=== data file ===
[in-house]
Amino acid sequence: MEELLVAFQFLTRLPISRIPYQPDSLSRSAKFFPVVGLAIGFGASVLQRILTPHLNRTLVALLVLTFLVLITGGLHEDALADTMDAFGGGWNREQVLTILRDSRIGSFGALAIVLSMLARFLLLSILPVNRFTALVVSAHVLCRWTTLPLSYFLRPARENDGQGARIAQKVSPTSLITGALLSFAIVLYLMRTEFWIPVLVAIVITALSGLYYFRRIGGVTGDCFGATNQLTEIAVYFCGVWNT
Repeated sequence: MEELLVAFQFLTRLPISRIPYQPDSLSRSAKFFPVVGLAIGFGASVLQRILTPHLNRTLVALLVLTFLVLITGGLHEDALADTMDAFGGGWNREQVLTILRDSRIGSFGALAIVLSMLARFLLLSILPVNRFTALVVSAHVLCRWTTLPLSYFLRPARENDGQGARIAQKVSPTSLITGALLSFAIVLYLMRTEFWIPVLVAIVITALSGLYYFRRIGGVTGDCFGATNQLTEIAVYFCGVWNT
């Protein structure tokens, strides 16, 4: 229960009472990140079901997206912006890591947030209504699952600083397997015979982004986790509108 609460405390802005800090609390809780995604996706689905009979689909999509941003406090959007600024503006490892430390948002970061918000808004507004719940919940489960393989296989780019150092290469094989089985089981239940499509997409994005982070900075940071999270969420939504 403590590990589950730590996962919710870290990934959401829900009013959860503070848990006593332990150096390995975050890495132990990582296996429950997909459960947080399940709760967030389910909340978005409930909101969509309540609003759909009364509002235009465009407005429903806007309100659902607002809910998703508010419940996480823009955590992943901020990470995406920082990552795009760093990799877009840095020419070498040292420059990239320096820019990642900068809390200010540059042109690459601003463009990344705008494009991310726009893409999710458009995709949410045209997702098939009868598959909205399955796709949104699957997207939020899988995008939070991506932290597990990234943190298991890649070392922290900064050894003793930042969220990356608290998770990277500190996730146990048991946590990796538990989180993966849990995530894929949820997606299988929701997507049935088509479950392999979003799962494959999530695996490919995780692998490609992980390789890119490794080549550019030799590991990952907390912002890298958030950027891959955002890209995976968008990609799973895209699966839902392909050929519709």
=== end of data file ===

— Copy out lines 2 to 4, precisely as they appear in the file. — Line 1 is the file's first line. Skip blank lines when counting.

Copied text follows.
Amino acid sequence: MEELLVAFQFLTRLPISRIPYQPDSLSRSAKFFPVVGLAIGFGASVLQRILTPHLNRTLVALLVLTFLVLITGGLHEDALADTMDAFGGGWNREQVLTILRDSRIGSFGALAIVLSMLARFLLLSILPVNRFTALVVSAHVLCRWTTLPLSYFLRPARENDGQGARIAQKVSPTSLITGALLSFAIVLYLMRTEFWIPVLVAIVITALSGLYYFRRIGGVTGDCFGATNQLTEIAVYFCGVWNT
Repeated sequence: MEELLVAFQFLTRLPISRIPYQPDSLSRSAKFFPVVGLAIGFGASVLQRILTPHLNRTLVALLVLTFLVLITGGLHEDALADTMDAFGGGWNREQVLTILRDSRIGSFGALAIVLSMLARFLLLSILPVNRFTALVVSAHVLCRWTTLPLSYFLRPARENDGQGARIAQKVSPTSLITGALLSFAIVLYLMRTEFWIPVLVAIVITALSGLYYFRRIGGVTGDCFGATNQLTEIAVYFCGVWNT
């Protein structure tokens, strides 16, 4: 229960009472990140079901997206912006890591947030209504699952600083397997015979982004986790509108 609460405390802005800090609390809780995604996706689905009979689909999509941003406090959007600024503006490892430390948002970061918000808004507004719940919940489960393989296989780019150092290469094989089985089981239940499509997409994005982070900075940071999270969420939504 403590590990589950730590996962919710870290990934959401829900009013959860503070848990006593332990150096390995975050890495132990990582296996429950997909459960947080399940709760967030389910909340978005409930909101969509309540609003759909009364509002235009465009407005429903806007309100659902607002809910998703508010419940996480823009955590992943901020990470995406920082990552795009760093990799877009840095020419070498040292420059990239320096820019990642900068809390200010540059042109690459601003463009990344705008494009991310726009893409999710458009995709949410045209997702098939009868598959909205399955796709949104699957997207939020899988995008939070991506932290597990990234943190298991890649070392922290900064050894003793930042969220990356608290998770990277500190996730146990048991946590990796538990989180993966849990995530894929949820997606299988929701997507049935088509479950392999979003799962494959999530695996490919995780692998490609992980390789890119490794080549550019030799590991990952907390912002890298958030950027891959955002890209995976968008990609799973895209699966839902392909050929519709």